POLITICS

Why Malcolm Turnbull Is So Scared Of People Voting Independents

'I counsel Australians against a roll of the dice.'

27/06/2016 10:51 AM AEST | Updated 15/07/2016 12:56 PM AEST
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Fairfax Media
Malcolm Turnbull and Nick Xenophon, in 2009.

Malcolm Turnbull was meant to spend Sunday's Liberal Party campaign launch talking up his own party, but the Prime Minister spent nearly as much time talking down the minor independent parties who are battling this election with a shoestring budget and a ragtag team of political newcomers.

In his 4000-word speech, Turnbull mentioned his opponent, Bill Shorten, just six times by name. In contrast, he mentioned "independents" seven times, and "minor parties" four times. The PM also specifically name-checked senators Nick Xenophon, Jacqui Lambie and Glenn Lazarus, as well as perennial election loser Pauline Hanson. In between, he made the notably fiery claims that minor parties would "wreak havoc" and "chaos" on Australia in "another power-sharing fiasco" with Labor.

"Leave nothing in doubt," Turnbull warned, trying to paint a picture that a vote for minor parties would in fact be a vote for Labor, and linking it back to the infamous 2010 hung parliament where Labor required the support of key independents to form government.

In just the last 24 hours Turnbull, his deputy PM Barnaby Joyce, treasurer Scott Morrison and finance minister Mathias Cormann have all used the notion (or warning) of a "Greens-Labor-independent alliance" with disdain in speeches and interviews.

This one poll might explain why the Prime Minister, the leader of the government, went to such lengths to cast doubt and criticism on parties contesting this election with the equivalent of chump change compared to the bulging coffers of the major parties:

Yes, as the two major parties see their votes drop, the Greens and other parties -- including the eponymous parties of Xenophon, Lambie, Lazarus and Hanson -- are on the rise. The vote for "others", as sampled by this Ipsos poll 10 days ago, is almost half that of Labor, and matches the Greens. The Greens party currently have 10 members in the federal Senate, and no doubt the major parties would loathe to see such a number of independent minor party members in the upper house; one of the PM's main reasons to call a double dissolution election was to dislodge the crossbench senators who made his political life difficult during the last parliament, so to have more independents end up in the upper house would be a disaster.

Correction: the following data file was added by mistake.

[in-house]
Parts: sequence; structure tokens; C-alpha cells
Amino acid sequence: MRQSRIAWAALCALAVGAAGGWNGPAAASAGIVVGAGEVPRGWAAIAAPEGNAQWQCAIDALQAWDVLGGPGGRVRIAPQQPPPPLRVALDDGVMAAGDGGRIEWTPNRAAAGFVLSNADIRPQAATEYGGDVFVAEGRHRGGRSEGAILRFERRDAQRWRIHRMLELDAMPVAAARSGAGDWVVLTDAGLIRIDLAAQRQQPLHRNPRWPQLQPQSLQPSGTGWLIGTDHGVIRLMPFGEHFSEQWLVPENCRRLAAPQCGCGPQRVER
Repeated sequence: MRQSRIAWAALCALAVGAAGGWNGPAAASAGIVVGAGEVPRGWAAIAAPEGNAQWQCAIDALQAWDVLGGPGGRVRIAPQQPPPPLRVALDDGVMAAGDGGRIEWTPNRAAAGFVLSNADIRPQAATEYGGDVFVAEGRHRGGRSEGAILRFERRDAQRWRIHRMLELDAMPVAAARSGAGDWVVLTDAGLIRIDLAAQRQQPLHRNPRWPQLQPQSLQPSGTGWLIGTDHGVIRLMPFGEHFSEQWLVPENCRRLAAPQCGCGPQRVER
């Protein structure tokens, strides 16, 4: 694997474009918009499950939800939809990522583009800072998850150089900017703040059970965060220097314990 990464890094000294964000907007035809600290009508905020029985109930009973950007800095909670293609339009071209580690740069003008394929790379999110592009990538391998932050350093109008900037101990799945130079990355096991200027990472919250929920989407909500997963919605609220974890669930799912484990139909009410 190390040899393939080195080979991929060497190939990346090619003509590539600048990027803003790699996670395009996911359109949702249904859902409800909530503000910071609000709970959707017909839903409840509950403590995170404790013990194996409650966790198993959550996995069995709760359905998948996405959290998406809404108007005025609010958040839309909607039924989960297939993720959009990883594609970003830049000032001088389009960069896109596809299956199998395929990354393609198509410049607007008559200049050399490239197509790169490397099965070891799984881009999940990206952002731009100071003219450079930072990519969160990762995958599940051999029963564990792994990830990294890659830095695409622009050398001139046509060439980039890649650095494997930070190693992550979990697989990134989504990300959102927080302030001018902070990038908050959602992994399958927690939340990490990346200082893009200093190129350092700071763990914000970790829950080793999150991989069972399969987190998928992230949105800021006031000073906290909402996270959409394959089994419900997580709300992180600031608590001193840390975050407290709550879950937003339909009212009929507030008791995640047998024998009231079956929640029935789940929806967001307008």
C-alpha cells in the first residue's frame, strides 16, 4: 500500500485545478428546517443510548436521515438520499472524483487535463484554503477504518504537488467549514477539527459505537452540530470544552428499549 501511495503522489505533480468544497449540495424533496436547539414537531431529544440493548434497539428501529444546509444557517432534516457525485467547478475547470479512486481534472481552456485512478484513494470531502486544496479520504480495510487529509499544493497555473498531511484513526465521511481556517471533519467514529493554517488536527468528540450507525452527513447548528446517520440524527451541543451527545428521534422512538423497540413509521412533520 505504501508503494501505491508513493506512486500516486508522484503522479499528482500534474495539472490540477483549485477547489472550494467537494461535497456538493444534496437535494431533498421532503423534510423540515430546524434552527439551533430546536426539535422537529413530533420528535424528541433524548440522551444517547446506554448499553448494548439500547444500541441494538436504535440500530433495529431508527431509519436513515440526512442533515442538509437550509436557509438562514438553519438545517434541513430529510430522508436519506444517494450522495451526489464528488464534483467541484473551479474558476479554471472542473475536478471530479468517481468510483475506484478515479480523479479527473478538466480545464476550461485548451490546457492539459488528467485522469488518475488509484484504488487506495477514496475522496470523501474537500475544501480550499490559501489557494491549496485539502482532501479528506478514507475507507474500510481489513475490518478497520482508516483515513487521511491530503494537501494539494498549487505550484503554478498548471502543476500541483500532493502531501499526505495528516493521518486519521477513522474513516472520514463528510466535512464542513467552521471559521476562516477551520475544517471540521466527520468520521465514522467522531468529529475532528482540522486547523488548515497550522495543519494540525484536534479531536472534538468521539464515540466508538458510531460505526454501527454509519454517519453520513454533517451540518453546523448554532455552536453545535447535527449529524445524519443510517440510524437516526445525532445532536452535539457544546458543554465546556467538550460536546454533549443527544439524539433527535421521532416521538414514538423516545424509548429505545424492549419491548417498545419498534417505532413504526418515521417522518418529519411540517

In individual states around the country, such as Xenophon's native South Australia, the "other" vote is even higher than the national figures, and actually outstrips the major parties:

Xenophon is tipped to take up to four SA Senate seats, and possibly at least one lower house seat, while Lambie may win two Senate spots in Tasmania. The rising fortunes of the minor parties would likely be the reason for Turnbull's extraordinary attacks on the minor parties at Sunday's launch/rally, which included the claims that:

  • "I counsel Australians against a roll of the dice on independents or minor parties."
  • "We can have the sort of chaotic government we see in today's Queensland, with a minority Labor government trapped in policy paralysis."
  • "When it comes to the minor parties, be they Lambie, Xenophon, Lazarus or Hanson -- if you only really know the leader of a minor party, but you don't really know their candidates, and you don't really know their policies...then don't vote for them."
  • "If your local vote is for Labor, Greens or an Independent, and you are in one of the 20 or so key battleground seats across the country, it is a vote for the chaos of a hung Parliament, a budget black hole, big Labor taxes, less jobs and more boats."
  • "At a time of uncertainty, the last thing we need is a Parliament in disarray."

Senior ministers seem to have been given some talking points for the Monday morning media circuit, with Morrison saying on Sunrise that "voters who are voting for independents and Greens and indeed the Labor party are voting for chaos," while Cormann warned of "the chaos and dysfunction that would come with a Bill Shorten led, Labor-Green-Independent alliance" in a radio interview.

In his own way, Xenophon responded to the hoopla created by major parties trying to warn people away from voting for a minor party:

While independent Tasmanian MP Andrew Wilkie also fired back, claiming the PM was being "blatantly dishonest by trying to claim that power-sharing Parliaments lead to anarchy and chaos".

"History shows that in fact power-sharing Parliaments are often quite stable and reformist, as was the case during the 43rd Parliament. It's also extremely arrogant for the Prime Minister to try and tell voters that they shouldn't give their vote to an independent or minor party candidate and that the only right way to vote is to vote for him. Essentially, Mr Turnbull is saying that the almost one third of Australians who don't vote for the major parties are wrong," Wilkie said in a statement.

"Comments like this are terribly disrespectful of the democratic process which allows every Australian to vote for whichever candidate best reflects their views."

"The Prime Minister needs to realise that there's a reason that people are moving away from the major parties in droves...The Prime Minister, and the Opposition Leader I would add, should stop blaming everyone else for their troubles. That Liberal and Labor are on the nose is entirely the fault of the Liberal and Labor parties."

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